Lord Jesus, you made no promises of security when you called fishermen to follow you. Give us the courage to take risks in our lives in order to follow you more closely and to work with you to proclaim the good news of God.
Second Sunday before Advent
If you’re walking along a narrow pathway with large puddles and mud on one side and a sheer drop on to rocks on the other you need to keep your eyes focused on that path whatever the distractions or temptations to look elsewhere.
Perhaps Jesus is saying something like that to the disciples, and to us, about the end of time. We are called to follow the path in the footsteps of Jesus and we need to stay focused on that path no matter what is going on around us. There always have been wars and rumours of wars, nations have always risen against each other, earthquakes and famines have always shattered the lives of millions of people down the centuries. We can’t ignore them, much as we may like to, and the path we’re called to tread is one of peace, healing and love. Our focus is to be on the people who need to hear the proclamation of God’s good news and on what part we can play in that proclamation and the working out of God’s purposes. If we are distracted from that focus and take our eyes off that path in order to try and interpret the signs and predict the coming of the end times we are risking being led into dangerous ground. The message is to keep focused on the path of love, for God is love and everything else is but a misleading distraction.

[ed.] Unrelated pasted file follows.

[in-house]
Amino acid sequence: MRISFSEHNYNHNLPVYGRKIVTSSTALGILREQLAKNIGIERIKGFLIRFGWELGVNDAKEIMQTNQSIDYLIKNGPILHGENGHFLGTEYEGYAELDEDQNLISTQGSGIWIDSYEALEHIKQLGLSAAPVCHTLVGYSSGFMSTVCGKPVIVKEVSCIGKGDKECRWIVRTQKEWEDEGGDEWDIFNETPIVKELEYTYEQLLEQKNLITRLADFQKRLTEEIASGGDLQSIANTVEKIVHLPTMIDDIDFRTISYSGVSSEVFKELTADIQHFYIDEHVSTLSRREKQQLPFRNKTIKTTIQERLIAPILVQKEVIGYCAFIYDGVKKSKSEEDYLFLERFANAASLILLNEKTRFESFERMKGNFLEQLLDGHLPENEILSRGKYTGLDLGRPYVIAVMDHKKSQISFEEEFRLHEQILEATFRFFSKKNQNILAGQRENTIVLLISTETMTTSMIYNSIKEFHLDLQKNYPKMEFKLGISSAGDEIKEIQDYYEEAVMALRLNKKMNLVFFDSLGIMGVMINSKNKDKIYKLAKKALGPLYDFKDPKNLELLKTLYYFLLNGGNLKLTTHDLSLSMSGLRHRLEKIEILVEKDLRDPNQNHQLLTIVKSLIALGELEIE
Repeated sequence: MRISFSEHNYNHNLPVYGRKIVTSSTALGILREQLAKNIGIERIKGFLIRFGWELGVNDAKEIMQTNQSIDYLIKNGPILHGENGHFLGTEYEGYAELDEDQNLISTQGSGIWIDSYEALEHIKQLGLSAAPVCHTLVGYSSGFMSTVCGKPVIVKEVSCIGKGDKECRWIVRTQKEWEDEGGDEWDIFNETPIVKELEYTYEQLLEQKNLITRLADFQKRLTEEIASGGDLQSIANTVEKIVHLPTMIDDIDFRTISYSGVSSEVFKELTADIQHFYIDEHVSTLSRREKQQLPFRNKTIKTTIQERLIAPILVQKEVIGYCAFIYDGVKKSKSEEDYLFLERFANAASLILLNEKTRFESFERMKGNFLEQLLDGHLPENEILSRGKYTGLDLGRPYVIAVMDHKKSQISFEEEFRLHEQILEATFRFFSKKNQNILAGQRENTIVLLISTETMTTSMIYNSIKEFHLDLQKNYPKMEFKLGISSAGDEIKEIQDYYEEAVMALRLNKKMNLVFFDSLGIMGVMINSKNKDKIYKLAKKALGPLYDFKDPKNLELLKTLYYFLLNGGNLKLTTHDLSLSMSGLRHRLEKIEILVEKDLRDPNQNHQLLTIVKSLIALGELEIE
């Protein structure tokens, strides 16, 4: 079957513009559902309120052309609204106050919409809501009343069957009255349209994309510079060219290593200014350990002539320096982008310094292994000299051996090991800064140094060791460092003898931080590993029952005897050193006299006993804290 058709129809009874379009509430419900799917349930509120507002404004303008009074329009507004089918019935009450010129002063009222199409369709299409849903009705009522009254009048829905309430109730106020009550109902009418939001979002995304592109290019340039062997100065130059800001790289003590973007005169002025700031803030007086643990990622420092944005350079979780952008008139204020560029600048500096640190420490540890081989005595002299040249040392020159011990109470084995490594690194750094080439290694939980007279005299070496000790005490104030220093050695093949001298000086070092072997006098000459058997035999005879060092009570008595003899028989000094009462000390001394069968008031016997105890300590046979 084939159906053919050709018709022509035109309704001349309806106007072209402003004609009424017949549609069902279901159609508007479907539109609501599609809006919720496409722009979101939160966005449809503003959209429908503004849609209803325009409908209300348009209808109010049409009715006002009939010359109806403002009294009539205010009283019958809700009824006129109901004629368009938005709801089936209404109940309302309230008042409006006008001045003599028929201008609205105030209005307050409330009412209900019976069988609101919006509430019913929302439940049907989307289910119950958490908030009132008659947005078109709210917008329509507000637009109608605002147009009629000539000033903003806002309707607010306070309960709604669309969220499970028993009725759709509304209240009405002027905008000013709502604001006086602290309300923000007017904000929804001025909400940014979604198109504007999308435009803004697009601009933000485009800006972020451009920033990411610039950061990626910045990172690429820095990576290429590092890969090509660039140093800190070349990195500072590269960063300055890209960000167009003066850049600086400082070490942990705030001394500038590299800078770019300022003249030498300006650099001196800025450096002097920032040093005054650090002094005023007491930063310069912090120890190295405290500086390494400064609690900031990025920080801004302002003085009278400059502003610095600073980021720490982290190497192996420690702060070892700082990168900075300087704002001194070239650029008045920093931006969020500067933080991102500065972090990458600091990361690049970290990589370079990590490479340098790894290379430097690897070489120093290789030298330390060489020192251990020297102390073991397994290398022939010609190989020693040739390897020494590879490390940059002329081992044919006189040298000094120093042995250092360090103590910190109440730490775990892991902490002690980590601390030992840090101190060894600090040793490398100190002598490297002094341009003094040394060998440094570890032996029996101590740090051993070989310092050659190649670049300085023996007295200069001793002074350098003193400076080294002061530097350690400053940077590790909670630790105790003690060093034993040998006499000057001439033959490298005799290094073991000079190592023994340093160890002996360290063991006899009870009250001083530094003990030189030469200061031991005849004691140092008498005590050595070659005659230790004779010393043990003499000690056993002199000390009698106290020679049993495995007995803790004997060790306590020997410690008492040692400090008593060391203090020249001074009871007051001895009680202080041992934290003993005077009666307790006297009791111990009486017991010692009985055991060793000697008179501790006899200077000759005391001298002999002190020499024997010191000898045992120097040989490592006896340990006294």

Lord Jesus, help us to keep focused on the path that leads closer to you. Call us back from the temptations and distractions around us. Walk alongside us as we seek to do your will and fill us with your love for our suffering brothers and sisters.
Christ the King
Moment of decision
Pilate, this is your moment. This is the moment that will define your life and give you a place in the minds of all who know the story of the man who stands before you. You could be the one who listens to his voice, who sees the truth of who he is and who stands firm in his refusal to allow innocence to be executed. You question him about his identity and where he comes from. As he talks about his kingdom do you not see the majesty and authority that radiate from him even though he has already been humiliated and assaulted? You stand in judgment over a man of destiny from a world that is far removed from your world of power, oppression and cruelty. You could listen to his voice and know that you hear the truth. You could acknowledge his kingship and free him, a decision that would also free you in ways you cannot imagine.
Pilate, this is your moment, your decision. The tragedy is that we know the choice you are going to make.
We too have our moment. The moment when we stand before Christ the King and make a decision for ourselves about who he is to us.
Lord Jesus, Christ the King. all honour and glory belong to you. Help us to worship you as our Lord of majesty and truth. In this world hold us in the love and protection of your kingdom where you live and reign in the glory of God the Father.